and duly registered with the Central Bank, is made in the Commercial
        Market.      The obligors under such obligations may purchase the
        necessary foreign exchange to make the required payments abroad by
        presenting to a bank authorized to deal in foreign exchange the
        certificate of registration issued by the Central Bank in connection with
        such obligations.

        ·      The other foreign exchange market is the floating rate market (the
        "Floating Rate Market"). The Floating Rate Market, developed initially for



NYDOCS02/43790.12
        the tourism industry, was later expanded to allow remittance of foreign
        currency in connection with certain transactions for which the Central
        Bank's prior approval is not generally required. Although not subject to
        approval, all transactions carried out through the floating rate market
        are reported by the authorized banks with the Central Bank through a
        computer linked system called SISBACEN system. Foreign currency
        necessary for payment of amounts pursuant to transactions permitted to
        be conducted through the Floating Rate Market may be freely purchased
        from an authorized bank by complying with the applicable regulations.

Third-Party Involvement

        ·      The Partnership may co-invest with third parties, in addition to the
        On-Shore Fund, Opportunity (pro rata based on its commitments to the
        Opportunity Invest Investment Vehicle) and any Parallel Fund, through
        partnerships, joint ventures or other entities. Such investments may
        involve risks not present in investments where a third party is not
        involved, including the possibility that a third party co-venturer or
        partner may at any time have economic or business interests or goals
        that are inconsistent with those of the Partnership or may be in a
        position to take action contrary to the Partnership's investment
        objectives. In addition, the Partnership may in certain circumstances be
        liable for actions of its third party co-venturers or partners.

Reliance on Portfolio Investment Management

        ·     The General Partner will monitor the performance of each
        investment, in most cases, through active participation on the board of
        directors or other governing body of the Portfolio Investments and by
        maintaining an ongoing dialogue with the management of each Portfolio
        Investment. However, it will primarily be the responsibility of the
        management of each Portfolio Investment to operate such company on a
        day-to-day basis.

        ·     Although it is the intent of the Partnership to invest in companies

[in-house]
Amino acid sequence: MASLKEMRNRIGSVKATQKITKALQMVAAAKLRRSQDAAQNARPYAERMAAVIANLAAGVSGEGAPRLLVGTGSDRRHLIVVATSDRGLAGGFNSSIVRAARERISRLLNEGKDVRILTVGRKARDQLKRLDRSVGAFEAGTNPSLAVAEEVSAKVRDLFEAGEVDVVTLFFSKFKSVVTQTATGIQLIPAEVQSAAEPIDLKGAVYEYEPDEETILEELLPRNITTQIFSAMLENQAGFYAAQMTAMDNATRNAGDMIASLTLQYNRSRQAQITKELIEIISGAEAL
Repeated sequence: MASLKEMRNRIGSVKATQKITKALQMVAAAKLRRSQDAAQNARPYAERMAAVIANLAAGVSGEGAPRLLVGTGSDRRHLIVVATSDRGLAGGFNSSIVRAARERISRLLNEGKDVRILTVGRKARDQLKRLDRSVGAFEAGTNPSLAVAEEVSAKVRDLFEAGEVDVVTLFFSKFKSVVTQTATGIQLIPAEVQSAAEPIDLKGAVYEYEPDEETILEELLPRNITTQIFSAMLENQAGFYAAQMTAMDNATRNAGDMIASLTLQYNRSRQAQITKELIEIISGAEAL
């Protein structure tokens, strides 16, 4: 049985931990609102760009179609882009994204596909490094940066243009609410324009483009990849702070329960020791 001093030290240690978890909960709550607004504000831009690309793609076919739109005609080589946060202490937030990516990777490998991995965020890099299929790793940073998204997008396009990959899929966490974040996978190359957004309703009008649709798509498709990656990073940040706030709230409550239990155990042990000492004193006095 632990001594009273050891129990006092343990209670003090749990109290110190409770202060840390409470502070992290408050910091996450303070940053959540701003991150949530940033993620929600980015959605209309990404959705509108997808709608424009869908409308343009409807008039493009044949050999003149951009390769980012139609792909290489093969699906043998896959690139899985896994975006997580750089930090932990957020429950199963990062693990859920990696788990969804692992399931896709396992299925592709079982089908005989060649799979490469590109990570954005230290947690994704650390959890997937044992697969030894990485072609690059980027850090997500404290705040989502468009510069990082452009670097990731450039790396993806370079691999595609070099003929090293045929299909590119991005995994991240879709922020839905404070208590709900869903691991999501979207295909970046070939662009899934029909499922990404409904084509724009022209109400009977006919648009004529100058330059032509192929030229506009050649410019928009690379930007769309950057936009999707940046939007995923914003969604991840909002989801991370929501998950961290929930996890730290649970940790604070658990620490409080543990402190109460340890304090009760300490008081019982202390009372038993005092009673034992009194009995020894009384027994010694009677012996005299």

with strong operating management that have successful track records,
        there can be no assurance that the existing management, or any new
        management in a Portfolio Investment, will be able to successfully
        operate the Portfolio Investment.

Risk Factors — Potential Conflicts of Interest




NYDOCS02/43790.12
Except as otherwise expressly indicated, nothing contained herein or in the
Limited Partnership Agreement will restrict the activities and operations of
Opportunity, the General Partner, the Principals, Citibank or their respective
affiliates. There may arise future instances in which the interests of the
Partnership conflict with the interests of Opportunity, the General Partner, the
Principals, Citibank or their affiliates, including:

        ·     Citibank will continue with its normal course of banking business,
        both in Brazil and internationally. It is entirely possible that Citibank
        may be chosen to provide acquisition financing by a consortium
        competing with the Partnership in a privatization or government-
        sponsored auction.

        ·      In the Brazilian private sector, Citibank will continue to exercise its
        authority under U.S. banking regulations (Regulation "K") and seek out
        those and invest in those investments that do not reach the threshold of
        US$25 million and has no obligation to refer these potential investments
        to the Partnership.

        ·      Opportunity will continue with its normal asset management and
        investment banking activities. Its commitment of human and financial
        resources to the Partnership will in no way impair or interrupt its current
        activities and future plans, save for its institutional renouncement to
        involve itself in the field of private equity investment and privatizations
        during the life of the Partnership. However, Opportunity will continue its
        normal investing activities in companies that may, in the future, become
        the object of privatization.

        ·     [Opportunity Invest was created by Opportunity as a corporate
        entity that could be utilized on short notice for any purpose deemed
        appropriate by Opportunity. Ownership of Opportunity Invest was
        [transferred to Daniel, Persio and Dorio prior to the Second Citibank